The latest White House proposal for a $1.8 trillion economic stimulus package should look familiar to those who received the first stimulus check earlier this year — with one big difference. The administration’s plan would include a a second stimulus check that would more money in your pocket. But the latest proposal would also have the IRS revise one eligibility requirement that could make a big impact on the size of your check.
Essentially, the shift would set aside more money for child dependents than the first round of stimulus checks did, which could mean a larger payment for families overall. (Not much would change for people without dependents, but keep reading for other qualifications.)
Whether or not the stimulus negotiations go in favor of this particular bill, the change is still important. A shift in stimulus allocation along these lines could very well appear in a final law, instead of a competing idea to assign a different amount of money to dependents of any age (not just “children”).
Stimulus check eligibility rules are a tangle of requirements and exceptions. They begin with the adjusted gross income from your taxes, but could differ from person to person based on whether you’re a dependent, an independent adult or an older adult or retiree. It could also be based on whether you’re on SSDI and if you are a US citizen living abroad or a citizen of a US territory.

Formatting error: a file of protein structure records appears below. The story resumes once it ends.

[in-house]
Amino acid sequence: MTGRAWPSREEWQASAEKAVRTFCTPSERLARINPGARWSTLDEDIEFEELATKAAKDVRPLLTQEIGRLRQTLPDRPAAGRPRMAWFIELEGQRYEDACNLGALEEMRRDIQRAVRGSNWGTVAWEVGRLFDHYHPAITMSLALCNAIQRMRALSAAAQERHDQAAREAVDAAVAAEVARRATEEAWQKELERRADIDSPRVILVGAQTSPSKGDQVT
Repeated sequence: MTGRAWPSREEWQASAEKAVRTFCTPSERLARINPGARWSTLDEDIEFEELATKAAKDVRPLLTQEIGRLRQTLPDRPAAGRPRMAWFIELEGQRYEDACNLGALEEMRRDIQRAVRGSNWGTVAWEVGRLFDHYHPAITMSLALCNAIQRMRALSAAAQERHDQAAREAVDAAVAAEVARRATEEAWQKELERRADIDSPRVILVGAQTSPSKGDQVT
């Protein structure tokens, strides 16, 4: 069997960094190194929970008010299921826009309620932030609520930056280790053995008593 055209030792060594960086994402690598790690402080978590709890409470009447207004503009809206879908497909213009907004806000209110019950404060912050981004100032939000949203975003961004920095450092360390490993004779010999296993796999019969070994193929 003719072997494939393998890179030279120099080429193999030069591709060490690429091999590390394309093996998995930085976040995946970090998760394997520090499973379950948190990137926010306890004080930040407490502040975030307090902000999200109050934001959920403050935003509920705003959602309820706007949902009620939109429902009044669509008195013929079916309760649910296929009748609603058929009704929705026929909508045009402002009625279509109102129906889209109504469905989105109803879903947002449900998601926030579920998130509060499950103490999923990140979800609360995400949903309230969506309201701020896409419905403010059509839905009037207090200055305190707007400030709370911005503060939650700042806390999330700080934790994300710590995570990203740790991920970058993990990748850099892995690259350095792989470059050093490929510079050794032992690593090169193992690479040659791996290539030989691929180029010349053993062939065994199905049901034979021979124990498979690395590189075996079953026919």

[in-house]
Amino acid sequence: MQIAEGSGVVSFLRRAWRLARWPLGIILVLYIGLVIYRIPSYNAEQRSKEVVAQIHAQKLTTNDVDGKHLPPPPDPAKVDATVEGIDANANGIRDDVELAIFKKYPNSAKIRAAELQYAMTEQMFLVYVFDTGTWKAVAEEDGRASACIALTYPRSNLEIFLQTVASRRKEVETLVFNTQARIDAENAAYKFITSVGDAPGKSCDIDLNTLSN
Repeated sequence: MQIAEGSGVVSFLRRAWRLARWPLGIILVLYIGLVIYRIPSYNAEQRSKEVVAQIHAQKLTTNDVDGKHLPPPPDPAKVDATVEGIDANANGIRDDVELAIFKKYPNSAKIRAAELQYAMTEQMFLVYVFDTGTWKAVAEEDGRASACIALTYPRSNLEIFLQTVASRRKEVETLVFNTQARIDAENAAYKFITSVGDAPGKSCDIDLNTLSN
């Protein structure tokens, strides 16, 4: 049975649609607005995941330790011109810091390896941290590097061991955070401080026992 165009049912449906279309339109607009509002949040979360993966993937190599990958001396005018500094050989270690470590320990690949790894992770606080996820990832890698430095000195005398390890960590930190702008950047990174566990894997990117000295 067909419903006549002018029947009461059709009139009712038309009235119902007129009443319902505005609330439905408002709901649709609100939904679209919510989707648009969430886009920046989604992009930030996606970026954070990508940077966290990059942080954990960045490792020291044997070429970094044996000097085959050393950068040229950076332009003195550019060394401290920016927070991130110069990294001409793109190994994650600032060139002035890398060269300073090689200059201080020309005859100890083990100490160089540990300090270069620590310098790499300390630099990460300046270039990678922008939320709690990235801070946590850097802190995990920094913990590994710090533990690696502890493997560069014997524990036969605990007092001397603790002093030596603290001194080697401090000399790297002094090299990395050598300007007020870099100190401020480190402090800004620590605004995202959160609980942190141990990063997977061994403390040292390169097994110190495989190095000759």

Read on for everything we know, including how the CNET stimulus check calculator can help you figure out the sum you’re likely to receive. This story updates often.
Will you get $500 for your dependents, $1,000 or nothing?
Two previous stimulus proposals would expand the definition of who counts as a dependent, adding $500 per person whom you claim as a dependent on your taxes, regardless of the person’s age. This notable change from the first stimulus check would give some families more stimulus money in a second payment.
However, the White House’s Oct. 9 offer seeks to largely keep the definition of a dependent restricted to “children” (it’s not that simple), but raises the value to $1,000, which would still net many families more money.
Relatively few dependents were eligible for any money at all under the CARES Act. Dependents aged 16 and younger were allotted $500 as part of the family payment. But new proposals from Democrats and Republicans seek to expand the definition of a dependent to include people of any age — that means college students and adult dependents…Read more>>